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MG ‘19 Airmen fill fuel bladder in U.S. for the first time

C-17 and FORCE

A C-17 Globemaster III from Charleston Air Force Base, South Carolina, taxis by after a Fuels Operational Readiness Capability Equipment mobile fuel bladder, which is used to refuel aircraft and mobile fuel trucks, received about 8,000 gallons of fuel from a truck during Air Mobility Command’s premier large-scale mobility exercise, Mobility Guardian 2019 at Fairchild AFB, Washington, Sept. 11, 2019. This was the first time the FORCE system has been used in an uncontested environment. Through robust and relevant training, Mobility Guardian is designed to build full spectrum readiness and develop Mobility Airmen to ensure we deliver rapid global mobility now and in the future (U.S. Air Force photo by Tech. Sgt. Travis Edwards)

Measuring Fuel

U.S. Air Force Master Sgt. Daniel Rey, 92nd Logistics Readiness Squadron Fuels Information Service Center section chief, measures the amount of fuel inside a Fuels Operational Readiness Capability Equipment mobile fuel bladder during Air Mobility Command’s premier large-scale mobility exercise, Mobility Guardian 2019 at Fairchild Air Force Base, Washington, Sept. 11, 2019. This was the first time the FORCE system has been used in an uncontested environment. Through robust and relevant training, Mobility Guardian is designed to build full spectrum readiness and develop Mobility Airmen to ensure we deliver rapid global mobility now and in the future (U.S. Air Force photo by Tech. Sgt. Travis Edwards)

Turn the Crank

U.S. Air Force Staff Sgt. Michael Garrett, 92nd Logistics Readiness Squadron Fuels Operational Readiness Capability Equipment technician closes a valve to the FORCE mobile fuel bladder after it received 8,000 gallons of fuel during Air Mobility Command’s premier large-scale mobility exercise, Mobility Guardian 2019 at Fairchild Air Force Base, Washington, Sept. 11, 2019. This was the first time the FORCE system has been used in an uncontested environment. Through robust and relevant training, Mobility Guardian is designed to build full spectrum readiness and develop Mobility Airmen to ensure we deliver rapid global mobility now and in the future. Garrett joins MG19 from Holloman AFB, New Mexico. (U.S. Air Force photo by Tech. Sgt. Travis Edwards)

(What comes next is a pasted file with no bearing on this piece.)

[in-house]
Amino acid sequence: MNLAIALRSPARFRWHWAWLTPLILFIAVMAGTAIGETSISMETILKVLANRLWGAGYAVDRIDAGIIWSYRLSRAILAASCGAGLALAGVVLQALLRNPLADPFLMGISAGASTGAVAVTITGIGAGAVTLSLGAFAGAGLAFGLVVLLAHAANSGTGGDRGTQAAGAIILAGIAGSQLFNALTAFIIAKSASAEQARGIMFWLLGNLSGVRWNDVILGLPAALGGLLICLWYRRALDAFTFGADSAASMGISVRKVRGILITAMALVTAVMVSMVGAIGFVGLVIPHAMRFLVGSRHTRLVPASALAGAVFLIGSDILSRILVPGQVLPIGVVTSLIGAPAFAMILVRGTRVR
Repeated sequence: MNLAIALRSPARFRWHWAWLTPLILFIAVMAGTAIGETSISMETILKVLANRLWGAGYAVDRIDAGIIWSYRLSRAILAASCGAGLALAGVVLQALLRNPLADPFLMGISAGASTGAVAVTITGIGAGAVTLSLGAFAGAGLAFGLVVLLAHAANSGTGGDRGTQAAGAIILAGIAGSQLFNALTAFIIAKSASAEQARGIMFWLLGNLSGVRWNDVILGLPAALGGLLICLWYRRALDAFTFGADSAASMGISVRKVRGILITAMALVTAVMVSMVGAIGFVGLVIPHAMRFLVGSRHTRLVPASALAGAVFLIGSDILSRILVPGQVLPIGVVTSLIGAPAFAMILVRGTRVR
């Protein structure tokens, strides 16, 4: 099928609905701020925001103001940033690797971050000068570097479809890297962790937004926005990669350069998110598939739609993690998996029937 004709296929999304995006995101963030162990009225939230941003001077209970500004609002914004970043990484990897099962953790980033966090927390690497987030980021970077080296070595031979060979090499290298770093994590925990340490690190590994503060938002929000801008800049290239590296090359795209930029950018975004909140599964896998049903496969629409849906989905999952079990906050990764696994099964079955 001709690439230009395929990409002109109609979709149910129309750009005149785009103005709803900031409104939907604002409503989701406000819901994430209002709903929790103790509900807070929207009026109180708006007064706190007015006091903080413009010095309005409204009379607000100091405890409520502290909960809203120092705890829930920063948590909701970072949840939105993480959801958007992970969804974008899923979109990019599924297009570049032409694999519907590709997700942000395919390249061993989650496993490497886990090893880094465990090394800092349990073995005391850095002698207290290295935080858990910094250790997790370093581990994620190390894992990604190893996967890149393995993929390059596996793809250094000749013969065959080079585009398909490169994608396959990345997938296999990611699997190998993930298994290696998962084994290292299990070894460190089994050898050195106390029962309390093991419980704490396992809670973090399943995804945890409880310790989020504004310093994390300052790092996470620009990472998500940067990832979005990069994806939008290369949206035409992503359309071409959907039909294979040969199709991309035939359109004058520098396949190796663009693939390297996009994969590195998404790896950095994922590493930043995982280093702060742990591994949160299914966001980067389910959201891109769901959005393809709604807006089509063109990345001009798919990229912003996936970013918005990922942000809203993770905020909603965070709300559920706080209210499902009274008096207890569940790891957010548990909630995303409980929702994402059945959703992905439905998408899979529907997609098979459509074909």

Fuel Bladder and Fuel Truck

An 8,000 gallon fuel truck delivers gas to a 50,000 gallon Fuels Operational Readiness Capability Equipment mobile fuel bladder, which is used to refuel aircraft and mobile fuel trucks, during Air Mobility Command’s premier large-scale mobility exercise, Mobility Guardian 2019 at Fairchild Air Force Base, Washington, Sept. 11, 2019. This was the first time the FORCE system has been used in an uncontested environment. Through robust and relevant training, Mobility Guardian is designed to build full spectrum readiness and develop Mobility Airmen to ensure we deliver rapid global mobility now and in the future. (U.S. Air Force photo by Tech. Sgt. Travis Edwards)

FAIRCHILD AIR FORCE BASE, Wash. --

A handful of 92nd Logistics Readiness Squadron Airmen employed a Fuels Operational Readiness Capability Equipment system during Mobility Guardian 2019, marking the first time the mobile fuel bladders have been used stateside in an uncontested environment, Sept. 11, 2019.

“We use the FORCE to help sustain bare bases and allow for fuel distribution anywhere around the world at a moment’s notice,” said U.S. Air Force Master Sgt. Daniel Rey, 92nd LRS fuels information service center section chief. “The bladder can hold up to 50,000 gallons of fuel, which can help service a wide range of friendly aircraft.”

Filling the 50,000 gallon FORCE system gave an opportunity for LRS Airmen to provide agile support and employ in future contingency operations. It can refuel an aircraft or be used as a refueling station for mobile fuel trucks.

In comparison, the F-16 Fighting Falcon can hold anywhere from 900 to 1,100 gallons of fuel fully-loaded and the KC-135 Stratotanker’s maximum transfer fuel load is just under 30,000 gallons.

Team Fairchild LRS Airmen employed five 8,000-gallon fuel trucks to fill the bladder, taking only 20 minutes to deposit each load.

“It can be dropped anywhere we need it,” said U.S. Air Force Staff Sgt. Michael Garrett, 92nd LRS FORCE technician, who is deployed to Fairchild from Holloman AFB, New Mexico. “We can meet up wherever it’s dropped, start assembling and have it ready as soon as gas arrives.”

Although the FORCE system at Fairchild AFB won’t be used to fuel assets during MG ‘19, Rey said it’s important to practice fueling the bladders so they can be used during real-world contingency operations or in contested environments. 

First deployed in 2007 to Southwest Asia, and now during MG19 at Fairchild, the FORCE continues to enable Airmen to execute the mission day-in and day-out, ensuring the readiness of Mobility Airmen anywhere, anytime.